Recently, I made a comment about not liking the “Baby Wise”, and one of my readers asked me why.
I’ve not read the books, although I have read excerpts of the book that people have put online, and I’ve seen it in action with several of my friends and acquaintances. It just seems to be completely unnatural, and it is antithetical to attachment parenting which is what I favor.
I’ve heard many women say that they had to supplement with formula, because they didn’t make enough milk. Well, breastfeeding is about supply and demand; and if the baby doesn’t “demand” enough — isn’t eating enough — the mother won’t produce enough milk, which is why supplementing with formula frequently leads to complete cessation of b/f-ing the baby ends up nursing less and less, instead of more and more. Also, physical contact between mother and baby helps improve milk supply; and the BW program dictates that children never nurse to sleep (one friend said she “had to” wake up her children when they fell asleep nursing, so that they could learn to fall asleep on their own – why?), and also has set times when children — infants — are to “play” or be on their own, alone in their cribs – why? So they can become accustomed to amusing themselves and not bothering mommy, I suppose. The reality is, that infants do best when they are with their mothers and with their family basically as much as possible – they learn more by observation, they feel comforted and cuddled when held, etc.
The female body is designed to nurture her babies, to give comfort and sustenance — the maternal hormones dictate it, for one thing. Labor is started and helped on by oxytocin coursing through the mother’s body — oxytocin is also the hormone that is released during breastfeeding, as well as during orgasm. It is a bonding hormone. Nursing our babies makes us feel bonded to them; natural labor (and particularly a vaginal birth) floods women with oxytocin, which is one of the reasons why women have such a strong maternal response immediately after birth, and just want to hold their babies for hours. When a baby cries, nursing mothers experience milk let-down. (Some are worse than others – I recently read a humorous story about a woman running to the store for something and leaving her baby at home, and a baby in the store cried, or she called home and heard her baby crying in the background, and *whoosh* she started leaking.) That is the normal, natural response. It is an artificial response for a mother to hear a baby cry and look at her watch and see how many hours and minutes have passed since the last time the baby ate, to see if the baby might be hungry.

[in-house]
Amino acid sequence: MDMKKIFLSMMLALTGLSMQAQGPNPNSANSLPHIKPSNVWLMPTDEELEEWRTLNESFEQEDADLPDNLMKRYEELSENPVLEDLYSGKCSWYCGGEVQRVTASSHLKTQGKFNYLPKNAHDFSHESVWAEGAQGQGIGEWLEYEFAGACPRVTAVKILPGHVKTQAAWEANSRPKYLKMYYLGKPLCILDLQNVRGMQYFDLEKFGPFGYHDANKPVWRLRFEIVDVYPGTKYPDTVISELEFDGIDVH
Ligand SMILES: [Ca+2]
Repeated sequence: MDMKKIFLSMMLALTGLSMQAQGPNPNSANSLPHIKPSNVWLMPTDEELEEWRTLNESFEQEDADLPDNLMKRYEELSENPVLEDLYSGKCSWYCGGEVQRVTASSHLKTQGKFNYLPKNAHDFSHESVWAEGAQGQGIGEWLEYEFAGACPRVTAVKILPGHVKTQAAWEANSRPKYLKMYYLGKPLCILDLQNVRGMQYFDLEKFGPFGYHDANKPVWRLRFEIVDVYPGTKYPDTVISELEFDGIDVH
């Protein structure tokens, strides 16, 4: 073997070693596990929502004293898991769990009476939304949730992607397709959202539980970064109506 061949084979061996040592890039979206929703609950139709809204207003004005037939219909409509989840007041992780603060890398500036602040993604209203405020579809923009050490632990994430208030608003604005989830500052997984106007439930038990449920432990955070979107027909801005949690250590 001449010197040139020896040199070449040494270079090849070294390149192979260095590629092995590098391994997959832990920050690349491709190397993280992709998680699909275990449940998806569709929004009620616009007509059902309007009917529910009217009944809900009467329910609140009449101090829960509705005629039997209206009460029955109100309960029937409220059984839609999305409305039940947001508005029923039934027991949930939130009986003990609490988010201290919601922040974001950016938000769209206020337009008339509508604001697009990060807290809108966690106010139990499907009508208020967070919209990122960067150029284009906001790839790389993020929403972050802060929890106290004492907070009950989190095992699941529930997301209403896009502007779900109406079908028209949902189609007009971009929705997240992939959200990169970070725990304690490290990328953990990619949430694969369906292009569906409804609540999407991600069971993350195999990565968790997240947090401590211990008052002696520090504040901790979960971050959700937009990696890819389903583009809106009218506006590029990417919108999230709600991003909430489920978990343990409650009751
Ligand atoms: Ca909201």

Sometimes babies just get hungry or thirsty oftener than every three hours. Don’t adults frequently want snacks or a little something to drink? It is not physiologically normal for a newborn to sleep through the night, yet that is one of the big benefits pushed by the proponents of BW. An alternative is to have the baby with you in or near your bed, so that when the baby wakes up for nourishment, you can get him without having to get up, and you can basically “sleep-nurse” — with neither you nor the baby fully waking up. Studies have shown that both mothers and babies get more total sleep and mothers wake up more refreshed when they have their babies sleeping close by, rather than having to get out of bed, go down the hall, nurse the baby back to sleep, and walk back up the hall, and back to bed.
Another “selling point” of BW is that babies are learning to be disciplined, and scheduled — specifically so mothers can plan their days around their babies scheduled naps, instead of having uncertainty. Well, this much I can tell you — with children, there *will* be uncertainty! 🙂 Many children self-regulate or self-schedule — you can practically set your watch on their sleep-wake schedule (even without BW); but there will always be *something* that could disrupt your plans. Even the most scheduled child will have days that are “off schedule” — something will happen that will wake them up early, they’ll go through a growth spurt, have an earache, be teething, whatever, and it will throw everybody for a loop.
Frankly, aside from sleeping through the night at an abnormally early age, I don’t see any of the supposed benefits of BW, in any of my nieces and nephews. Disciplined? Scheduled? No more than anyone else. I think that the way you raise your children in the toddler years have a lot more to do with how they act in life, than how much they are scheduled as infants. It’s the “daily grind” of child training — teaching children to be polite, not interrupt, etc., that has more to do with how children act than whether or not they were schedule-fed as infants. I know lots of kids whose parents followed BW, and lots of kids whose parents did not follow BW, and lots of kids that I don’t know, and I can’t tell a difference with any of them.